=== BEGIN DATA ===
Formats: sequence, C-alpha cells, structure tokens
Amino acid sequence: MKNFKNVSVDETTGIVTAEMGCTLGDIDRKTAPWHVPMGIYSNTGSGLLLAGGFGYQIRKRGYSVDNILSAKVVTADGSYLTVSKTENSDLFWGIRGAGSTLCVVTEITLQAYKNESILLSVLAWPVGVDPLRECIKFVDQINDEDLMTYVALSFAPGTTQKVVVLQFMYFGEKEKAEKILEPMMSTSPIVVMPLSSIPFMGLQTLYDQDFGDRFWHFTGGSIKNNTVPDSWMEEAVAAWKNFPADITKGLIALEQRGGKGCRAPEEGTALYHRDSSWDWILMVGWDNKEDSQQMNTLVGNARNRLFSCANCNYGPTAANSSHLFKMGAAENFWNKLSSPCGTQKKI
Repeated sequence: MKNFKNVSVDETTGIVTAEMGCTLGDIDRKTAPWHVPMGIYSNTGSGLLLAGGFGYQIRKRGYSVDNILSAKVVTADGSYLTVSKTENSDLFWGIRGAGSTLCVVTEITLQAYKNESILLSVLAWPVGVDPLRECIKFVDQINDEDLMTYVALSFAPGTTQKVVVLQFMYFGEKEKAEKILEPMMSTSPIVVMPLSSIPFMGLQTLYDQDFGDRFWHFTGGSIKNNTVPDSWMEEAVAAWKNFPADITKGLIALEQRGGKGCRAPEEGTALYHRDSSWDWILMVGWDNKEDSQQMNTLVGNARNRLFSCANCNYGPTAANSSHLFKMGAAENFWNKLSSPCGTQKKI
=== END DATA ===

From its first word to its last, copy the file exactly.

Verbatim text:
Formats: sequence, C-alpha cells, structure tokens
Amino acid sequence: MKNFKNVSVDETTGIVTAEMGCTLGDIDRKTAPWHVPMGIYSNTGSGLLLAGGFGYQIRKRGYSVDNILSAKVVTADGSYLTVSKTENSDLFWGIRGAGSTLCVVTEITLQAYKNESILLSVLAWPVGVDPLRECIKFVDQINDEDLMTYVALSFAPGTTQKVVVLQFMYFGEKEKAEKILEPMMSTSPIVVMPLSSIPFMGLQTLYDQDFGDRFWHFTGGSIKNNTVPDSWMEEAVAAWKNFPADITKGLIALEQRGGKGCRAPEEGTALYHRDSSWDWILMVGWDNKEDSQQMNTLVGNARNRLFSCANCNYGPTAANSSHLFKMGAAENFWNKLSSPCGTQKKI
Repeated sequence: MKNFKNVSVDETTGIVTAEMGCTLGDIDRKTAPWHVPMGIYSNTGSGLLLAGGFGYQIRKRGYSVDNILSAKVVTADGSYLTVSKTENSDLFWGIRGAGSTLCVVTEITLQAYKNESILLSVLAWPVGVDPLRECIKFVDQINDEDLMTYVALSFAPGTTQKVVVLQFMYFGEKEKAEKILEPMMSTSPIVVMPLSSIPFMGLQTLYDQDFGDRFWHFTGGSIKNNTVPDSWMEEAVAAWKNFPADITKGLIALEQRGGKGCRAPEEGTALYHRDSSWDWILMVGWDNKEDSQQMNTLVGNARNRLFSCANCNYGPTAANSSHLFKMGAAENFWNKLSSPCGTQKKI